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Radio stations are free to use clips from any of the episodes below. Time codes and descriptions for each segment are listed in the show notes. 

A selection of fully produced segments are made available weekly on the "For Radio Stations" page at the K-State Research and Extension news page.

Captioned episodes are available on our Agriculture Today YouTube page.

Feb 19, 2019

On today’s episode: maintaining a mutually-beneficial working relationship with landlords; addressing glyphosate-resistant kochia problems; agricultural news, and the latest “Milk Lines”; pocket gopher damage control in alfalfa stands…

Agriculture Today is a daily program featuring Kansas State University agricultural specialists and other experts examining ag issues facing Kansas and the nation. It is hosted by Eric Atkinson and distributed to radio stations throughout Kansas and as a daily podcast.

00:01:30 – Good Landlord–Tenant Relations:  K-State agricultural economist Mykel Taylor talks about what farmers can do to maintain a mutually-beneficial working relationship with landlords:  she urges producers to treat their landlords as partners in their operations, and to fully inform them of what's being done on their land.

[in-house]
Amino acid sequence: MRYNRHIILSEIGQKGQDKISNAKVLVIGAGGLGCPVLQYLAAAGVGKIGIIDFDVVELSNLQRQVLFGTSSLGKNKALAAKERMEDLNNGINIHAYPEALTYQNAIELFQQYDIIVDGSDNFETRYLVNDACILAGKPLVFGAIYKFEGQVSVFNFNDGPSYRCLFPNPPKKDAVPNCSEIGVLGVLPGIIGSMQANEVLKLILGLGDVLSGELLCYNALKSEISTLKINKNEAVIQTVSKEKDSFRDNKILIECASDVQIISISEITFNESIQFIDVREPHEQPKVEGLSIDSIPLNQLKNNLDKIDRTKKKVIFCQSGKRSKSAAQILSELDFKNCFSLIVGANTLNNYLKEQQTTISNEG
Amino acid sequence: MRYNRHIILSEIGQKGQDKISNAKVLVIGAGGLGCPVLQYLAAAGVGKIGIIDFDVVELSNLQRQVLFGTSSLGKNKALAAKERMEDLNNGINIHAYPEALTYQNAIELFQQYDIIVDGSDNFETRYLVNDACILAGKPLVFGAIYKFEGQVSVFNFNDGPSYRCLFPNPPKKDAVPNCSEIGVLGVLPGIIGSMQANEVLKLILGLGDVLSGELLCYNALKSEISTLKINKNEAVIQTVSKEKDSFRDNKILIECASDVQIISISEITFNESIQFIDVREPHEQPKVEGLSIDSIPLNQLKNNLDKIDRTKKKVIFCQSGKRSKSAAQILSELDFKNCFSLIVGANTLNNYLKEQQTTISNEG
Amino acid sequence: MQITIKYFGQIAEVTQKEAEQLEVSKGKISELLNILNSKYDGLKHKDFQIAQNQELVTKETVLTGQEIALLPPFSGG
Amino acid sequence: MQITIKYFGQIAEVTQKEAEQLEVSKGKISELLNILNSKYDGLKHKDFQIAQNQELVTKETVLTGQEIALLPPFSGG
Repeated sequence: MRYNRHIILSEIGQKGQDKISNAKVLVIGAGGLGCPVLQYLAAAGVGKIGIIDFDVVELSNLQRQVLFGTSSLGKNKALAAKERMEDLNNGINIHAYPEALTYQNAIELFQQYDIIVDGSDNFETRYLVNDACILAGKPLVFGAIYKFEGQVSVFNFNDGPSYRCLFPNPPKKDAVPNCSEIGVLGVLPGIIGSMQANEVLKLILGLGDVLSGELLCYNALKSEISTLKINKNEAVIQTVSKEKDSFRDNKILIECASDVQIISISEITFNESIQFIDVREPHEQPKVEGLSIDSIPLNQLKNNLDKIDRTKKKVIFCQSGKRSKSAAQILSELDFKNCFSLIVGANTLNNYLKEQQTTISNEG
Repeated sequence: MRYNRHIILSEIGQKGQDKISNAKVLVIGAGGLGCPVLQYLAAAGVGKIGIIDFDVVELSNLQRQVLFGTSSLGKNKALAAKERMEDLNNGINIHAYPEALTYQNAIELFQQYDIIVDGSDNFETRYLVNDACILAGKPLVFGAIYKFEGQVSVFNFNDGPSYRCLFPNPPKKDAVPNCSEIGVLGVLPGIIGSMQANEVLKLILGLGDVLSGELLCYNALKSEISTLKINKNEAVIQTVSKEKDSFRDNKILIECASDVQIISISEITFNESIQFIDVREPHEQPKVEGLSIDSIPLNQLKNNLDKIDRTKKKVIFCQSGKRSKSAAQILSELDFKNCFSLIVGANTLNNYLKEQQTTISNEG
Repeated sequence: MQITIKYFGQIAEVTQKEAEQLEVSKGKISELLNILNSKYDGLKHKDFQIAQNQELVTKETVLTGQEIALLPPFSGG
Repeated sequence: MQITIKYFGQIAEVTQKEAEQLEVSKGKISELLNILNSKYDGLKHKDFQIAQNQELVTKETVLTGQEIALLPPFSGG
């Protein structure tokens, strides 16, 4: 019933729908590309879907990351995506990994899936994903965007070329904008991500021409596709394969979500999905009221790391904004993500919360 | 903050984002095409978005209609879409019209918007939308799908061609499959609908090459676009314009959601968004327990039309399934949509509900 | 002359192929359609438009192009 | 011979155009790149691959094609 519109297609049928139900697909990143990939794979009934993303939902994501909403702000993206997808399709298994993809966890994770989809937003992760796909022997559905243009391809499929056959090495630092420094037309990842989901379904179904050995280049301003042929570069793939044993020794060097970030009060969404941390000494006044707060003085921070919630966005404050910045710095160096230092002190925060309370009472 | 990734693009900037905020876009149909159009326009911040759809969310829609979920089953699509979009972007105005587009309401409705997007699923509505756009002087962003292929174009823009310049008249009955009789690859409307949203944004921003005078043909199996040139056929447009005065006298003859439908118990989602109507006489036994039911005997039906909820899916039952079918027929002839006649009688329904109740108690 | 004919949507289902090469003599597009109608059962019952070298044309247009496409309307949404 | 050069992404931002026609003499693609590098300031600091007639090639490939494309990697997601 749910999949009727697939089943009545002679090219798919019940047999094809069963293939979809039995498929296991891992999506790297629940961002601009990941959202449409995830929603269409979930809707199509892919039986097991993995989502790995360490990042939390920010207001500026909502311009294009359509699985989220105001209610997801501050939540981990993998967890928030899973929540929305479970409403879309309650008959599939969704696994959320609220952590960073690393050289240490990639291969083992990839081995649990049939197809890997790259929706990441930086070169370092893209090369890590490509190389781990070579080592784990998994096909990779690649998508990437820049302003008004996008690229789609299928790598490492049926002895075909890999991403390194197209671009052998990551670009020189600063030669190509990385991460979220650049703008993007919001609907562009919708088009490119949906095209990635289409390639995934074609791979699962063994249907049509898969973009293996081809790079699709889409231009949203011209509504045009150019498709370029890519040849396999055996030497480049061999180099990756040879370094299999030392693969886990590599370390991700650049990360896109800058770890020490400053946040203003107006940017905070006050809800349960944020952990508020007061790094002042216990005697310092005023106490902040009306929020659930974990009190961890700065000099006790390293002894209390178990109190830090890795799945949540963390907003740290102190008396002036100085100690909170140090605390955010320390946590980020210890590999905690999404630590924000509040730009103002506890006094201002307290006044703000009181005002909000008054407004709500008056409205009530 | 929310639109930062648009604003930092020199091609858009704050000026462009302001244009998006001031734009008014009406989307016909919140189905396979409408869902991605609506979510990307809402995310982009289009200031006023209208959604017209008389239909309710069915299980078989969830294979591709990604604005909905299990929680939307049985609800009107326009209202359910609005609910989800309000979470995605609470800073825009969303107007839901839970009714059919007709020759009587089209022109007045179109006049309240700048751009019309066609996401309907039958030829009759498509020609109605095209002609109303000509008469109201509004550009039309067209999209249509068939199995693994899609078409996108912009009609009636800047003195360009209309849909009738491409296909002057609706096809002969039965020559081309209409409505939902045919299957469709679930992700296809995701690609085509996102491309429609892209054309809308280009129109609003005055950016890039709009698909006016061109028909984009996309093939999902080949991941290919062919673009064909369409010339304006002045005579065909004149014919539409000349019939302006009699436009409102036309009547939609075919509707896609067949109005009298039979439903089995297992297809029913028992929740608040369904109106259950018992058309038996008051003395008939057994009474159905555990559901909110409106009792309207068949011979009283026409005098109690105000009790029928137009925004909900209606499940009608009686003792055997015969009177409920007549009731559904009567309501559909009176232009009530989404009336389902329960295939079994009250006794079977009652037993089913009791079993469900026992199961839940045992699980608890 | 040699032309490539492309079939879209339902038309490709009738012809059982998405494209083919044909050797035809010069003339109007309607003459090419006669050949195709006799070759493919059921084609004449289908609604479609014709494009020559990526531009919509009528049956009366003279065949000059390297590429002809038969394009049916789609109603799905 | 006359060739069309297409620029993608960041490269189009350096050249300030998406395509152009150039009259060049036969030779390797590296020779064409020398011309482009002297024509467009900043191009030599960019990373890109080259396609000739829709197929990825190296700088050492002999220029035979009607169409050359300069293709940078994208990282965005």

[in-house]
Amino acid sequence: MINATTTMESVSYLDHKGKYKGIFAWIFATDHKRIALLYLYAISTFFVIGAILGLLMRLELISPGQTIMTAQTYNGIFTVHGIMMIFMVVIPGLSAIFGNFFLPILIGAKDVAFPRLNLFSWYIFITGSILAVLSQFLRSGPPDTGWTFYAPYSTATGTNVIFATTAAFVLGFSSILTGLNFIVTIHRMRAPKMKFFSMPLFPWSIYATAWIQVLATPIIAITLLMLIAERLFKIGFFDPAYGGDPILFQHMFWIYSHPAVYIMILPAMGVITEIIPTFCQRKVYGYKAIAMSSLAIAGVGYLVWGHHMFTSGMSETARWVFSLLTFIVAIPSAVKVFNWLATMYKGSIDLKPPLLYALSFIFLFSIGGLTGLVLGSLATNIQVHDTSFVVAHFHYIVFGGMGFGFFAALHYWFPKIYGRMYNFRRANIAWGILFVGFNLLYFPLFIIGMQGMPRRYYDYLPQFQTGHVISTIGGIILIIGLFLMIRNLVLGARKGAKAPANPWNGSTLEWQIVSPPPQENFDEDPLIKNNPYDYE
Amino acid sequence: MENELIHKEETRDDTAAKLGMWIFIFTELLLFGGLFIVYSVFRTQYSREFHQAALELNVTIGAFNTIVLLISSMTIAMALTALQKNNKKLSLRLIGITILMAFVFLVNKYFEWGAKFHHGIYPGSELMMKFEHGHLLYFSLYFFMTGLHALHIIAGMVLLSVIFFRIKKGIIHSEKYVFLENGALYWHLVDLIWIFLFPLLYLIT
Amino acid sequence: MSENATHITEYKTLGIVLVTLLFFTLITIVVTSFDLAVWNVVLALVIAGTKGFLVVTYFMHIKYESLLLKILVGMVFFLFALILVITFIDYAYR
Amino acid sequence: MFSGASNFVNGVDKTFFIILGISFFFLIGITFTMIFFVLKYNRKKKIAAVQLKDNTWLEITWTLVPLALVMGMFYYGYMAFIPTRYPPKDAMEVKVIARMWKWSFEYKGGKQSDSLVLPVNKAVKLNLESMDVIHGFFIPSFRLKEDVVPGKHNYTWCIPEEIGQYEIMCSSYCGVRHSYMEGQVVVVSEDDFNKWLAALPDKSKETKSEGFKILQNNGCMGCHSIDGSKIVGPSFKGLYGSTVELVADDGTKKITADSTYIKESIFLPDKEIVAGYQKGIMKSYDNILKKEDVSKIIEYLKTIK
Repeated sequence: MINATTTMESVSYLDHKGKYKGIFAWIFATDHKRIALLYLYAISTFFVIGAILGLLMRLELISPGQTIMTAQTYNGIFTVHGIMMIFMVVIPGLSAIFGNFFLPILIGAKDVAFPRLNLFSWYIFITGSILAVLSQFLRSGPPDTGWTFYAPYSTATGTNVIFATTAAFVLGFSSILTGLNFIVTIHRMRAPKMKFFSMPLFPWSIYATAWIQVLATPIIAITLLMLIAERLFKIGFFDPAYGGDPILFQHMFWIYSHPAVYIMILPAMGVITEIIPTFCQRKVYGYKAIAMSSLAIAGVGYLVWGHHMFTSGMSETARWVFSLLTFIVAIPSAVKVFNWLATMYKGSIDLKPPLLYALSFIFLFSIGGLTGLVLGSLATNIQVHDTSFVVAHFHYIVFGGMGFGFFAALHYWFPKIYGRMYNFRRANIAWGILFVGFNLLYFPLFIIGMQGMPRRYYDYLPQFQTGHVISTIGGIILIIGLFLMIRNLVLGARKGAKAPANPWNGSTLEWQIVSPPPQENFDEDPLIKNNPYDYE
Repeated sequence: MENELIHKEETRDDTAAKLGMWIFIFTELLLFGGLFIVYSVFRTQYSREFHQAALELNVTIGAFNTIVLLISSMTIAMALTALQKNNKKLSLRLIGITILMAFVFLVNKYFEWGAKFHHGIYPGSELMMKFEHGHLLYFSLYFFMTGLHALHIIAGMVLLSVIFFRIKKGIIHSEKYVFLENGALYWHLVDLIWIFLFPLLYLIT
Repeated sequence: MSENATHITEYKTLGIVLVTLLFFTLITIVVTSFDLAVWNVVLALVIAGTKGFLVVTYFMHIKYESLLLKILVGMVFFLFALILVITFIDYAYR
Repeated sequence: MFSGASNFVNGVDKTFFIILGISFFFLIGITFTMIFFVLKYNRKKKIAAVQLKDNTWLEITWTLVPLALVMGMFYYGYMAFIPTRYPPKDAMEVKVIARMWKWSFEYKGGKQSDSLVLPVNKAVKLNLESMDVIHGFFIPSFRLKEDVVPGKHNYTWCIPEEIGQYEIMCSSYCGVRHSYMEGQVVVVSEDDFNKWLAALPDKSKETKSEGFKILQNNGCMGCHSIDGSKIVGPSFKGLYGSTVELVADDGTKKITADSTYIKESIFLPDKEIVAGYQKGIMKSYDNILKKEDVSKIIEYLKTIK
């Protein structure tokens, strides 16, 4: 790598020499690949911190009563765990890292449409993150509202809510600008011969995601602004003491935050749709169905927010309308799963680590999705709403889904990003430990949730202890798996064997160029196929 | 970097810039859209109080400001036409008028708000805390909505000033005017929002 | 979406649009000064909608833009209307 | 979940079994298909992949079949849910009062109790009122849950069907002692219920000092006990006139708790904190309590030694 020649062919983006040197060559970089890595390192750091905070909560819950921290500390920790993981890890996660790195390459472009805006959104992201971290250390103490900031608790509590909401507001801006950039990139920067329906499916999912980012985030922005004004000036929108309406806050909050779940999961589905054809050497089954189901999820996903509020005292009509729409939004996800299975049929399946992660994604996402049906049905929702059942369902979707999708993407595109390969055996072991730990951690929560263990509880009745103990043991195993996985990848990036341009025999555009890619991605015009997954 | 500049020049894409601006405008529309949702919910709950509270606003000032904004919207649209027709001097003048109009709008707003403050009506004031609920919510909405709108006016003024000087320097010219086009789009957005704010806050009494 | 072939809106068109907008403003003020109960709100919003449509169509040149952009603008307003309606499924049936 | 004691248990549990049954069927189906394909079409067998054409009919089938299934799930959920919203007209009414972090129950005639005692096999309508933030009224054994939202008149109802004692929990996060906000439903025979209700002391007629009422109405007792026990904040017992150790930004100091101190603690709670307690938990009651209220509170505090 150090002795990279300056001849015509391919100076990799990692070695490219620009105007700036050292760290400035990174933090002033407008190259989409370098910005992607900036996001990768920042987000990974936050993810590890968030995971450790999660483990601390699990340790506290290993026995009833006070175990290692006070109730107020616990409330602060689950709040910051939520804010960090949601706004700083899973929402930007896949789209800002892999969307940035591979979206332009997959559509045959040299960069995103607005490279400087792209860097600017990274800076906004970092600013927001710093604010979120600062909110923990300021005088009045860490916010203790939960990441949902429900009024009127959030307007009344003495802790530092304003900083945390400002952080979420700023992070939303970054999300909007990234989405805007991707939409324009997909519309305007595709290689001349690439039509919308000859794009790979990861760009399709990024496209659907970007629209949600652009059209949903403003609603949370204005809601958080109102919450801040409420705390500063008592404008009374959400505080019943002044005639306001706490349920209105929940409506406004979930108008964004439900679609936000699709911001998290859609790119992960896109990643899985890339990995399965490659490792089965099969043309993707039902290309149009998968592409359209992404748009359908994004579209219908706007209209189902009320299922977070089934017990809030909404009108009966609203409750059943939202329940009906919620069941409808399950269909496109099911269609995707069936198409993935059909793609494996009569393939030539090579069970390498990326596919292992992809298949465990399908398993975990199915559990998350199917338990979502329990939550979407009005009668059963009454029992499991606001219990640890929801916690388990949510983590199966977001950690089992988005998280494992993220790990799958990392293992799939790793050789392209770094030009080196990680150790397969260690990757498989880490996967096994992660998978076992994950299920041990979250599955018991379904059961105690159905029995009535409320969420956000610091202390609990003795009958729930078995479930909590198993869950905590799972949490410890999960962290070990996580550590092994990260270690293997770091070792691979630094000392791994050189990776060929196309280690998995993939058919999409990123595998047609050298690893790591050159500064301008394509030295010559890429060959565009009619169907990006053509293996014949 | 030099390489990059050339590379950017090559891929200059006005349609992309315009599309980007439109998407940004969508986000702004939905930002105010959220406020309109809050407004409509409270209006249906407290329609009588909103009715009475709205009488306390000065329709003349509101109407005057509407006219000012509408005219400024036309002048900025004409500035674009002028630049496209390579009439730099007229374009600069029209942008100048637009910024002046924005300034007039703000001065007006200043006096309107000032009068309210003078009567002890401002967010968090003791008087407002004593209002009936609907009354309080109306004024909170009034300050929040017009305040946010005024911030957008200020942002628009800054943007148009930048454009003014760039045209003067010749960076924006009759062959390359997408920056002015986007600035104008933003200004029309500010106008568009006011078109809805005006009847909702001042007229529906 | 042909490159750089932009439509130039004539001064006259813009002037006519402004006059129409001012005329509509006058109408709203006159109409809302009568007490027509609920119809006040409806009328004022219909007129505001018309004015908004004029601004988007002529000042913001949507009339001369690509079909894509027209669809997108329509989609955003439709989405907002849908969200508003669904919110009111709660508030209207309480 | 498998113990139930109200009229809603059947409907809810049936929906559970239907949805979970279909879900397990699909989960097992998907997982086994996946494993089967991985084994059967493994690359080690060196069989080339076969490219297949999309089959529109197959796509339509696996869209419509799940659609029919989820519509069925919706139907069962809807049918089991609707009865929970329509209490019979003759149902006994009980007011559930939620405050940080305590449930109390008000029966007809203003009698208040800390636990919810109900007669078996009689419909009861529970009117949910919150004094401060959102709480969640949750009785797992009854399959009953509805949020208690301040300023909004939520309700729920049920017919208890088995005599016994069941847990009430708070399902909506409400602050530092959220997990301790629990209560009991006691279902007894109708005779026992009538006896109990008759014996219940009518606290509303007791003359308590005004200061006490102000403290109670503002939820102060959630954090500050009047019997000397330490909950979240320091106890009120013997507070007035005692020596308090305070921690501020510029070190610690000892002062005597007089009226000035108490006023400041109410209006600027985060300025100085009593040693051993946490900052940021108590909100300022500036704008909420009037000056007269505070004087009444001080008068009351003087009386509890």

00:13:01 – Glyphosate-Resistant Kochia:  K-State weed management specialist Dallas Peterson talks about addressing glyphosate-resistant kochia problems with a pre-plant herbicide treatment as soon as field conditions allow:  he goes over the recommended herbicide options for various cropping scenarios, based on K-State field trials.

00:24:31 – Ag News:  Eric Atkinson covers the day's agricultural news headlines, along with this week's edition of "Milk Lines."

00:33:00 – Pocket Gophers in Alfalfa:  K-State wildlife specialist Charlie Lee covers a new study on pocket gopher damage control in alfalfa stands.


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K‑State Research and Extension is a short name for the Kansas State University Agricultural Experiment Station and Cooperative Extension Service, a program designed to generate and distribute useful knowledge for the well‑being of Kansans. Supported by county, state, federal and private funds, the program has county Extension offices, experiment fields, area Extension offices and regional research centers statewide. Its headquarters is on the K‑State campus in Manhattan.